The Last Kingdom
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Sarah Broadhurst's view...
You may be familiar with Richard Sharpe from his many books or from the television series. But Cornwell is a prolific writer, he has written on the American Civil War, the Arthurian period, the Druids and even Regency romantic adventure. Now he tackles the Vikings and Alfred the Great. Through a fictional observer, Uhtred, we manage to follow all the major events during a twenty year period. Ingeniously, as the lad is tossed from one side to the other, the contrast of the lifestyles and conflicting beliefs of the two sides are beautifully drawn. A very fine book indeed. Highly recommended.
Comparisons: Conn Iggulden, Wilbur Smith, Valerio Massimo Manfredi.
Similar this month: Harry Bingham, Simon Scarrow.
The Last Kingdom by Bernard Cornwell
Uhtred is an English boy, born into the aristocracy of ninth-century Northumbria. Orphaned at ten, he is captured and adopted by a Dane and taught the Viking ways. Yet Uhtred's fate is indissolubly bound up with Alfred, King of Wessex, who rules over the only English kingdom to survive the Danish assault.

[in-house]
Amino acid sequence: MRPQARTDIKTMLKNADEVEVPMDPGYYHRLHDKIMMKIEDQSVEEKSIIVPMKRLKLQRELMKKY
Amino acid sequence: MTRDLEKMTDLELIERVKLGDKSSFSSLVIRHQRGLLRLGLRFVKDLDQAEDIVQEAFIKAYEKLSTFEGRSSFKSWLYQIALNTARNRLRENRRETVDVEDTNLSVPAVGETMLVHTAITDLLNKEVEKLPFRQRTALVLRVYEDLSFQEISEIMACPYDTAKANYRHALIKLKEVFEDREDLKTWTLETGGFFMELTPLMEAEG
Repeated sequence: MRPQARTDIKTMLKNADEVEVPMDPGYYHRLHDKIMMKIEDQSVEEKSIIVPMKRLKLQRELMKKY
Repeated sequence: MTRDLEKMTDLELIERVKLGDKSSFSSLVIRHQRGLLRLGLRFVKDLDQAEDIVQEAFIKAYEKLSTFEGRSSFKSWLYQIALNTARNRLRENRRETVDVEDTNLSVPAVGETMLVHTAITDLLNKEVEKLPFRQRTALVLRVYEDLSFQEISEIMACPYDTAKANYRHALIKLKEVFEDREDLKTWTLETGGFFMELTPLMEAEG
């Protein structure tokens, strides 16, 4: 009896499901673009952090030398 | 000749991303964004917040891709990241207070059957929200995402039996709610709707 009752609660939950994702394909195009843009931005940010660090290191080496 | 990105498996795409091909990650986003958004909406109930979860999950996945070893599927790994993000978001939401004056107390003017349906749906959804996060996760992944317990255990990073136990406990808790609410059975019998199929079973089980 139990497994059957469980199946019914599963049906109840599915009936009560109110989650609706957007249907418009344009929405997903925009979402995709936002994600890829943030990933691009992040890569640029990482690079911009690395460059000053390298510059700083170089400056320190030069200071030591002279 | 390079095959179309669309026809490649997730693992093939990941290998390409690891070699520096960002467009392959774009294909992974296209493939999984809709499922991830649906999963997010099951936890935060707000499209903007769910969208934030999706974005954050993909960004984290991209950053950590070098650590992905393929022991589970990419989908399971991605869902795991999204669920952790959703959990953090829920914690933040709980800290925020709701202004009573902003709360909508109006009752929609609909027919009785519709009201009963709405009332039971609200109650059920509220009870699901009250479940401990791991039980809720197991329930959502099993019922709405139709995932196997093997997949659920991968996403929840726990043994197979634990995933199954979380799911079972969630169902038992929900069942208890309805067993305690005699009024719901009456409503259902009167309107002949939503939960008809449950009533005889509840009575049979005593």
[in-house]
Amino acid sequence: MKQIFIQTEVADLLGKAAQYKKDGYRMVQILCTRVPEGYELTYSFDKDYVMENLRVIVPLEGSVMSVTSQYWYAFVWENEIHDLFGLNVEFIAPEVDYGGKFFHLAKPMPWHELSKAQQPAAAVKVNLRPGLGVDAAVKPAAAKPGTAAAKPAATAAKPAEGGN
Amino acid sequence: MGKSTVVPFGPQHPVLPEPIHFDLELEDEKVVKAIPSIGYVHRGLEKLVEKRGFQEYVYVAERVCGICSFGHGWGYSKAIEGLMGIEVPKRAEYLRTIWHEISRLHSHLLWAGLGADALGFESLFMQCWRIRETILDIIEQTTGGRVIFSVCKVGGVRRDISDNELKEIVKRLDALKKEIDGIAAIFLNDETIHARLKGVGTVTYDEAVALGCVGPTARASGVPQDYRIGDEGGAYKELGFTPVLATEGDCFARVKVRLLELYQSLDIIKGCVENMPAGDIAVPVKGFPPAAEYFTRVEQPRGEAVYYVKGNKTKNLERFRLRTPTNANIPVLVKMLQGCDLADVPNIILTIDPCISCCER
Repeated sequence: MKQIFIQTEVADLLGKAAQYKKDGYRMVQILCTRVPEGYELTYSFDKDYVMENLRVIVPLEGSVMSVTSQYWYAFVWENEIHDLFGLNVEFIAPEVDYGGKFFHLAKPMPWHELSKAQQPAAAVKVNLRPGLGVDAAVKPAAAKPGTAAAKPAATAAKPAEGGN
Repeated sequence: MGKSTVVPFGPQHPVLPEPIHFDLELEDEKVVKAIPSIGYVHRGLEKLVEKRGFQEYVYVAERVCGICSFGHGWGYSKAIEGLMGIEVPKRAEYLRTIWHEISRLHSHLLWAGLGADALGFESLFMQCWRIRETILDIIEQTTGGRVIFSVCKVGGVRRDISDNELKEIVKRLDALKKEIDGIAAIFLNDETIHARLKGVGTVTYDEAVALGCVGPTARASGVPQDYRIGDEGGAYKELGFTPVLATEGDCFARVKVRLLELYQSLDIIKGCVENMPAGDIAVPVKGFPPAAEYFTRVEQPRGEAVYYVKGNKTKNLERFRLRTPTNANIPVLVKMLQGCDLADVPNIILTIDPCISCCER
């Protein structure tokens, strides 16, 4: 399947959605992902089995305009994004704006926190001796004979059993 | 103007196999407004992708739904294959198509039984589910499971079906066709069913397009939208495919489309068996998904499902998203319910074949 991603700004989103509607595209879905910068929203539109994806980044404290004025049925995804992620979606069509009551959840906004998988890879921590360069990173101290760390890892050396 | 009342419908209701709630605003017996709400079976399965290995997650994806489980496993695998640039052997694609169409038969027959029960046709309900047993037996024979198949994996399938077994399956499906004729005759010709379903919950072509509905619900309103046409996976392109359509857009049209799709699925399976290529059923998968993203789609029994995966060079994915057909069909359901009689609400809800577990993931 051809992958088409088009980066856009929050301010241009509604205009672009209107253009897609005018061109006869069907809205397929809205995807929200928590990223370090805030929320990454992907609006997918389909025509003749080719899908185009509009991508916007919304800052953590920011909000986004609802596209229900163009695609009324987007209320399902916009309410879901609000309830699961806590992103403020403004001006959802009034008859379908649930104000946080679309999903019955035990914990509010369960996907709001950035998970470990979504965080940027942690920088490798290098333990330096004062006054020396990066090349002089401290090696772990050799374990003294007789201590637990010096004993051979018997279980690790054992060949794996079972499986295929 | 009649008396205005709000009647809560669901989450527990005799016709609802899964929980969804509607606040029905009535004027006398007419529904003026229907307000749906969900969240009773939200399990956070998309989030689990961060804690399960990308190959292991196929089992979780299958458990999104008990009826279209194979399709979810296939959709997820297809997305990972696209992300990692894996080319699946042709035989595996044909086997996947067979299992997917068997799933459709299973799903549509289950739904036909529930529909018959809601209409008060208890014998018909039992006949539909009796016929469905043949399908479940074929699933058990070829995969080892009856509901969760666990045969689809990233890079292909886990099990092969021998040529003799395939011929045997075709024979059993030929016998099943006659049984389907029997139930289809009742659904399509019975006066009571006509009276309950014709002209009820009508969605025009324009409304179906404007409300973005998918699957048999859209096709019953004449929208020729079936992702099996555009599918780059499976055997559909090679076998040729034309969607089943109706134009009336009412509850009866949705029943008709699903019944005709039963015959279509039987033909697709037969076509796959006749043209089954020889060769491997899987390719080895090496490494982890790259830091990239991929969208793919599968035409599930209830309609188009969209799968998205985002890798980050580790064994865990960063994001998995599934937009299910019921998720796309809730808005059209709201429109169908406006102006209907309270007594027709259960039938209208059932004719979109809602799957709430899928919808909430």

The struggle between the English and the Danes and the strife between christianity and paganism is the background to Uhtred's growing up. He is left uncertain of his loyalties but a slaughter in a winter dawn propels him to the English side and he will become a man just as the Danes launch their fiercest attack yet on Alfred's kingdom. Marriage ties him further still to the West Saxon cause but when his wife and child vanish in the chaos of the Danish invasion, Uhtred is driven to face the greatest of the Viking chieftains in a battle beside the sea. There, in the horror of the shield-wall, he discovers his true allegiance.
The Last Kingdom, like most of Bernard Cornwell's books, is firmly based on true history. It is the first novel of a series that will tell the tale of Alfred the Great and his descendants and of the enemies they faced, Viking warriors like Ivar the Boneless and his feared brother, Ubba. Against their lives Bernard Cornwell has woven a story of divided loyalties, reluctant love and desperate heroism. In Uhtred, he has created one of his most interesting and heroic characters and in The Last Kingdom one of his most powerful and passionate novels.
‘This has all the bloodiness, bretrayal, bravery and honour that we’ve come to expect from Cornwell.’ Sunday Express
‘It is stirring stuff, and few writers are better qualified than Cornwell to do justice to the excitement of the times…Ninth-century Britain and a master of straightforward storytelling - it is a marriage made in heaven.’ Sunday Telegraph
About the Author
Publication date3rd October 2005
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